“This article contains a number of inaccuracies and we will be making a formal complaint to the paper. The named member of staff is an important and valued member of the Stonewall team and, like everyone at Stonewall, she plays a vital role every day to build acceptance without exception for LGBT people.”


Apprenticeship levy viewed as a tax by almost a third of businesses

CIPD reports that poll by YouGov shows many employers are still failing to invest in training as deadline to use funds looms.

A significant proportion of businesses continue to view the apprenticeship levy primarily as a tax, according to a new survey which suggests an ongoing reluctance to invest in broader development of staff.

The poll, carried out by YouGov on behalf of Alliance Manchester Business School, found 29 per cent of employers who were aware of the levy viewed it as a tax on business.

There are only three months left before the initial tranche of levy funding, dating back to 2017, will be returned to the Treasury if it is unspent. But the survey of 2,000 employees and 1,000 senior decision-makers found 38 per cent of employers and 58 per cent of staff said they still knew nothing about the levy.

And 31 per cent of businesses that offered formal training said the levy made no difference to the nature of the training they offered.

The apprenticeship levy was introduced in April 2017 and requires businesses with an annual wage bill of £3 million or more to pay 0.5 per cent of this amount into a fund which can be spent on apprenticeships and other eligible training.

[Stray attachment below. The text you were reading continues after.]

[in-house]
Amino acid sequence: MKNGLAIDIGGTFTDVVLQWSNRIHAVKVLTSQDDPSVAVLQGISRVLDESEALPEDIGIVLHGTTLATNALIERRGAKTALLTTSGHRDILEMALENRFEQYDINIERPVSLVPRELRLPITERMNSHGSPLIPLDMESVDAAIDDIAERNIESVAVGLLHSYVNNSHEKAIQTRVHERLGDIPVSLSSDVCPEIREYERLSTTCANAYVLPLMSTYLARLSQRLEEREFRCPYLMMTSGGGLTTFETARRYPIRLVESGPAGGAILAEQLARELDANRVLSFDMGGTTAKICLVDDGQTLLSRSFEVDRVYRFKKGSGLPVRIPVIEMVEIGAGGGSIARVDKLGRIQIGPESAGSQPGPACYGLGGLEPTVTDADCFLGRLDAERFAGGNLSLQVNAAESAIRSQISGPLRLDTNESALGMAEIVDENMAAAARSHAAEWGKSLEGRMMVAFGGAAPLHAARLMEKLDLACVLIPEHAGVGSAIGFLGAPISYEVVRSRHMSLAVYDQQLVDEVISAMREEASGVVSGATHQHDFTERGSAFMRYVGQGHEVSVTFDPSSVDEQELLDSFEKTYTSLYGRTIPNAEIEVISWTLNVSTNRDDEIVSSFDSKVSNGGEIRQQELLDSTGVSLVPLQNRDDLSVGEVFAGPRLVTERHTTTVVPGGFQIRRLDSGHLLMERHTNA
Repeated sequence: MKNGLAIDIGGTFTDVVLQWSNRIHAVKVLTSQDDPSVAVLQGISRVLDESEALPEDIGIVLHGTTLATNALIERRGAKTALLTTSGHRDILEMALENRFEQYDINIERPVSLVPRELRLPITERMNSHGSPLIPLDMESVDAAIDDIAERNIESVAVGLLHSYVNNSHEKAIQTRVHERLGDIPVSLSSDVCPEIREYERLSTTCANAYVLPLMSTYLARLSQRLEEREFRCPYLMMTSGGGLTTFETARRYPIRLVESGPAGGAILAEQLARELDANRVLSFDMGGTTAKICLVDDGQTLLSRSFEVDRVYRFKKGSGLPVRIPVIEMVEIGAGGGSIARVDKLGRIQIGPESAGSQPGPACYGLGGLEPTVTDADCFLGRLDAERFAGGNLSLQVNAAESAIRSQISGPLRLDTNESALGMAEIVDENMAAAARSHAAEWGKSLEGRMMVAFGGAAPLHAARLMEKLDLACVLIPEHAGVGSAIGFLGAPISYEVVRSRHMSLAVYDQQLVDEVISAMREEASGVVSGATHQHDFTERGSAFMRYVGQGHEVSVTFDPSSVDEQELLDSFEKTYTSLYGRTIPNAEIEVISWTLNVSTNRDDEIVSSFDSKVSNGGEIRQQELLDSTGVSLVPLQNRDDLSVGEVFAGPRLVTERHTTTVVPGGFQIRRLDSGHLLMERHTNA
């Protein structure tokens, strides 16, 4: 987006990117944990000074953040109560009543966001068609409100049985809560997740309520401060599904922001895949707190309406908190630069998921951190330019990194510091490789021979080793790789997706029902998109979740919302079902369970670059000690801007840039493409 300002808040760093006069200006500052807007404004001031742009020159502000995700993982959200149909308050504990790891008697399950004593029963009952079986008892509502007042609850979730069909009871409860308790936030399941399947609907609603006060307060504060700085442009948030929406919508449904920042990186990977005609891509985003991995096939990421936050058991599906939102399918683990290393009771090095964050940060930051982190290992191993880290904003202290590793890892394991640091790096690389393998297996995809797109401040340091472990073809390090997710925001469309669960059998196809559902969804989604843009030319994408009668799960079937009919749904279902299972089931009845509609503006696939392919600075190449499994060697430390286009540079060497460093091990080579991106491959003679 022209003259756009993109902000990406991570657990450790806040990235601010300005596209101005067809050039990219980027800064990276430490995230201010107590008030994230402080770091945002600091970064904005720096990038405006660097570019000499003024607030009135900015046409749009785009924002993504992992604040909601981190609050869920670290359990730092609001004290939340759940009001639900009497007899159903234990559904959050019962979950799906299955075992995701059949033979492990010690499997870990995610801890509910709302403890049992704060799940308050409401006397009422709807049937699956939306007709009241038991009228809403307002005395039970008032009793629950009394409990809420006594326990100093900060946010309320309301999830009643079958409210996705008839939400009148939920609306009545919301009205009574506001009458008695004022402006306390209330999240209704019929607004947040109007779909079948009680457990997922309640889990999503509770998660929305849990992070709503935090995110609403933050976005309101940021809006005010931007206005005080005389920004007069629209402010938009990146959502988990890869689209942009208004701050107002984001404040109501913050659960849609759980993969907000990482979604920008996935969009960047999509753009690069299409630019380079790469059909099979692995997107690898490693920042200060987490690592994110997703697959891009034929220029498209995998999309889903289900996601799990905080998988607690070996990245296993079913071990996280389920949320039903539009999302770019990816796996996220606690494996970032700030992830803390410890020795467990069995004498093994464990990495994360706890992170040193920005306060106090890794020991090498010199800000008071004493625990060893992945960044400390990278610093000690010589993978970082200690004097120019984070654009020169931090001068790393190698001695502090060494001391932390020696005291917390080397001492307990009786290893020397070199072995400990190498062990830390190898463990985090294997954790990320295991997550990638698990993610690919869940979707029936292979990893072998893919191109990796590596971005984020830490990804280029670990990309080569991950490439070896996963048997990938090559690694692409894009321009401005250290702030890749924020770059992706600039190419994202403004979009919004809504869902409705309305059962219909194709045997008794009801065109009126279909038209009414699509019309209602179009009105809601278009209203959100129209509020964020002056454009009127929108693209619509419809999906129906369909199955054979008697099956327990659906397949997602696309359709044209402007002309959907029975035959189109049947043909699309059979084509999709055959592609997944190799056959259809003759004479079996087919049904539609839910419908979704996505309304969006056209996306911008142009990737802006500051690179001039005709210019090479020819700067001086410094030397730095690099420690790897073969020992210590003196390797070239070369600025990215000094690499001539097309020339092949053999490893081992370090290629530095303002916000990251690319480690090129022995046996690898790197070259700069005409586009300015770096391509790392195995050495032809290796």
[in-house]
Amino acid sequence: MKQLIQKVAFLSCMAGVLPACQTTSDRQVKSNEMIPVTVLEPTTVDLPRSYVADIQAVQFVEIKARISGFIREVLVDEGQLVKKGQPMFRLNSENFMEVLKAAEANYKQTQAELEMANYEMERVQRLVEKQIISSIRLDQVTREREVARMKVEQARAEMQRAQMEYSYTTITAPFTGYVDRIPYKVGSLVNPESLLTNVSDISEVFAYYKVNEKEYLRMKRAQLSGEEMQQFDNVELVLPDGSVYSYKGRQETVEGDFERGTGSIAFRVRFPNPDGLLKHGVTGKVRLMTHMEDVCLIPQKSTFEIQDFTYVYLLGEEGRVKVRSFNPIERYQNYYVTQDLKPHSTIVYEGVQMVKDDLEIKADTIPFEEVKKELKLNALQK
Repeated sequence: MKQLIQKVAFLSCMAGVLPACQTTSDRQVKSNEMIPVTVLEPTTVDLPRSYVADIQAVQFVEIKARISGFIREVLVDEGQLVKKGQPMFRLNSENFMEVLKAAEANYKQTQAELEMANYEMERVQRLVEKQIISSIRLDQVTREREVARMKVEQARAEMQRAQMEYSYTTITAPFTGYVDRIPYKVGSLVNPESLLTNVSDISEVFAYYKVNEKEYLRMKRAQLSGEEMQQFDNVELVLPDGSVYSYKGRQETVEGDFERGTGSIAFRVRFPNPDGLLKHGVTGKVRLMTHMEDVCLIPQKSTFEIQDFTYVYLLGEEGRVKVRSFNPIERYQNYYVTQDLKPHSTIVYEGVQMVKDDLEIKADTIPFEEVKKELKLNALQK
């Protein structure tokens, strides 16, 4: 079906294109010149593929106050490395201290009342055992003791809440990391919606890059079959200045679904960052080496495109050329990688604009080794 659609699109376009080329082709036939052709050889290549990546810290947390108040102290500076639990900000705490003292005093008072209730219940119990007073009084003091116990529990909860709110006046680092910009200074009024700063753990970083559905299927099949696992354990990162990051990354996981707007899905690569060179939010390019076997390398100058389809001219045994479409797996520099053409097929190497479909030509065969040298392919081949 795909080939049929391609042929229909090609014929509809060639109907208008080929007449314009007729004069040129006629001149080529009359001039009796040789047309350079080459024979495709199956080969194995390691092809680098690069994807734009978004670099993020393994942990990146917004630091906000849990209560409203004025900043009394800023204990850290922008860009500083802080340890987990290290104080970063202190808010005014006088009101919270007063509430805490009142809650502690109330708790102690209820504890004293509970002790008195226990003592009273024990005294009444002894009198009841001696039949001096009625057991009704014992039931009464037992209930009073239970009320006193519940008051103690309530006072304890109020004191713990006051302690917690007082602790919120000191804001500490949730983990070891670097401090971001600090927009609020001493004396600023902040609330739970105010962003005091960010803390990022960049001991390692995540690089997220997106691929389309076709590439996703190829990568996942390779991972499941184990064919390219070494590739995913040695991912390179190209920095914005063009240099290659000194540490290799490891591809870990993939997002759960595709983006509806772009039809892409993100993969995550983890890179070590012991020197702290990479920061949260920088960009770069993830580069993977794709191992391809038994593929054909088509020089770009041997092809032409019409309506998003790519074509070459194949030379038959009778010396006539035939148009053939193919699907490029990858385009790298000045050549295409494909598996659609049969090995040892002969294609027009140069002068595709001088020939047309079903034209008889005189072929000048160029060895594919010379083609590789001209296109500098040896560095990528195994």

In April 2018, an Open University report found 92 per cent of levy funds held in digital accounts had not yet been used. At the time, 17 per cent of employers said they had no expectation of recouping the funds.

“Many employers might make the decision to write the levy off as a tax and will not reinvest it,” said Lizzie Crowley, skills adviser at the CIPD. “Apprenticeships might not necessarily suit some organisations’ training strategies. They’re very long programmes, and very specific in terms of addressing skill gaps in businesses.

“Research has identified that many organisations don’t train their staff and firms who don’t initially invest in staff training are quite unlikely to be using the apprenticeship levy funds,” she added.

Almost two thirds (65 per cent) of businesses in the Alliance Manchester study said they didn’t currently offer any external training to staff because it was too costly. Around a third (32 per cent) said they offered no formal professional development at all.

Crowley said one of the underlying issues affecting uptake of the levy was that a lot of its training requirements necessitated investment beyond levy funding.

“An individual on a training apprenticeship will be on a minimum of a 12-month training programme. It will involve one day away from the office [each week] and many roles haven’t historically had a long experience of apprenticeships as vehicles towards skill development.

“Even though the cost of the training is covered for businesses, they need to release their individuals for one day a week, and evidence suggests that people who do apprenticeships are not productive until after the first six months of their training,” she added.